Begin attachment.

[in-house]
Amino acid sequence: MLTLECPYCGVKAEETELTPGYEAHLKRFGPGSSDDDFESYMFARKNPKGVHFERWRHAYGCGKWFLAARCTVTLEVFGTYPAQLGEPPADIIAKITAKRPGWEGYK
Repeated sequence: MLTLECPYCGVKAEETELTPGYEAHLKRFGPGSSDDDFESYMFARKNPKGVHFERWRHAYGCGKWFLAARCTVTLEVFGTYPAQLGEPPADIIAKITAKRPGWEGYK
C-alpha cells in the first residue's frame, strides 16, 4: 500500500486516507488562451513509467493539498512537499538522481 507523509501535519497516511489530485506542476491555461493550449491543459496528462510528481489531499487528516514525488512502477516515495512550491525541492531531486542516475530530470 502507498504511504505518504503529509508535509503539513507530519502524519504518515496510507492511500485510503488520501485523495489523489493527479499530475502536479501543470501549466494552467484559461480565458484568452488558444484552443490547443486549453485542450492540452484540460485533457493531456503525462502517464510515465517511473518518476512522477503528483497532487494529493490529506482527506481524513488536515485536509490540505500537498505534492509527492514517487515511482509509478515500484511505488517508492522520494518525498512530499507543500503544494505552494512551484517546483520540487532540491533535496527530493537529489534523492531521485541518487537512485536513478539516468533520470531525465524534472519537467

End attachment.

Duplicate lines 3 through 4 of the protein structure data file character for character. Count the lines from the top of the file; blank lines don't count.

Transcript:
Repeated sequence: MLTLECPYCGVKAEETELTPGYEAHLKRFGPGSSDDDFESYMFARKNPKGVHFERWRHAYGCGKWFLAARCTVTLEVFGTYPAQLGEPPADIIAKITAKRPGWEGYK
C-alpha cells in the first residue's frame, strides 16, 4: 500500500486516507488562451513509467493539498512537499538522481 507523509501535519497516511489530485506542476491555461493550449491543459496528462510528481489531499487528516514525488512502477516515495512550491525541492531531486542516475530530470 502507498504511504505518504503529509508535509503539513507530519502524519504518515496510507492511500485510503488520501485523495489523489493527479499530475502536479501543470501549466494552467484559461480565458484568452488558444484552443490547443486549453485542450492540452484540460485533457493531456503525462502517464510515465517511473518518476512522477503528483497532487494529493490529506482527506481524513488536515485536509490540505500537498505534492509527492514517487515511482509509478515500484511505488517508492522520494518525498512530499507543500503544494505552494512551484517546483520540487532540491533535496527530493537529489534523492531521485541518487537512485536513478539516468533520470531525465524534472519537467